). RA is, however, a systemic chronic autoimmune inflammatory disease, affecting 0.5–1% of the world's population. It leads to an altered immune response and hyperproliferation of the synovial lining, causing debilitating joint pain and swelling (
      • Firestein G.S.
      Evolving concepts of rheumatoid arthritis.
      ,
      • Gay S.
      • Gay R.E.
      • Koopman W.J.
      Molecular and cellular mechanisms of joint destruction in rheumatoid arthritis: two cellular mechanisms explain joint destruction?.
      ).
      Sulfation of O-glycans in the synovial tissue and fluid has been suggested to play a role in the pathology of RA, because sulfation was found to be a constituent of the major O-glycoprotein, lubricin, found in synovial fluid (SF) from RA patients (
      • Jin C.
      • Ekwall A.K.
      • Bylund J.
      • Björkman L.
      • Estrella R.P.
      • Whitelock J.M.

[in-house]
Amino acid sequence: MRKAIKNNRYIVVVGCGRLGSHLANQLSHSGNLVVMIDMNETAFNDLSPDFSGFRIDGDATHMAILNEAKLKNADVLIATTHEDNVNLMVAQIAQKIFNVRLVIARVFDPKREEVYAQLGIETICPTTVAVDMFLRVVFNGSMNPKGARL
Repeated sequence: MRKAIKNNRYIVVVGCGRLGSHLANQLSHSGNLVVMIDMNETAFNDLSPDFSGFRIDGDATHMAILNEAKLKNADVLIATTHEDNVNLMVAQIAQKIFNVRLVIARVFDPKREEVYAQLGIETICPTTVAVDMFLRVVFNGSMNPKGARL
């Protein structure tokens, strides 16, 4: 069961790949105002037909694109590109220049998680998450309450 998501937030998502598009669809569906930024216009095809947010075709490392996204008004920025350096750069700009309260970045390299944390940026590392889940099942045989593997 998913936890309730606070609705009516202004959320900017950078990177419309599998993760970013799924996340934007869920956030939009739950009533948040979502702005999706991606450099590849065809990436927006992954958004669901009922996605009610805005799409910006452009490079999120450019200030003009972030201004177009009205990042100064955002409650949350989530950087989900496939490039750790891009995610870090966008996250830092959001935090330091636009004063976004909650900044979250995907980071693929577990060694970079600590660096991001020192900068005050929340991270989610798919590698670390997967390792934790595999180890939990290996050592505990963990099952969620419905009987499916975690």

• Eisler T.
      • Bokarewa M.
      • Karlsson N.G.
      Human synovial lubricin expresses sialyl Lewis x determinant and has L-selectin ligand activity.
      ). The level of sulfation correlated with the quantity of rheumatoid factor, indicating a role in chronic state inflammation. However, sulfation has also been indicated to participate in acute phase inflammation, including neutrophil migration (
      • Jin C.
      • Ekwall A.K.
      • Bylund J.
      • Björkman L.
      • Estrella R.P.
      • Whitelock J.M.
      • Eisler T.
      • Bokarewa M.
      • Karlsson N.G.
      Human synovial lubricin expresses sialyl Lewis x determinant and has L-selectin ligand activity.
      ,
      • Subramanian H.
      • Grailer J.J.
      • Ohlrich K.C.
      • Rymaszewski A.L.
      • Loppnow J.J.
      • Kodera M.
      • Conway R.M.
      • Steeber D.A.
      Signaling through L-selectin mediates enhanced chemotaxis of lymphocyte subsets to secondary lymphoid tissue chemokine.
      ). Hence, in acute immunological joint conditions like ReA, there may be a different role for sulfation than has been suggested in chronic inflammatory joint disease. The low abundance of these potentially immunologically relevant sulfated oligosaccharides makes them challenging to study.
      Mass spectrometry has developed into the most accepted method for analysis of O-glycans (
      • Jensen P.H.
      • Kolarich D.
      • Packer N.H.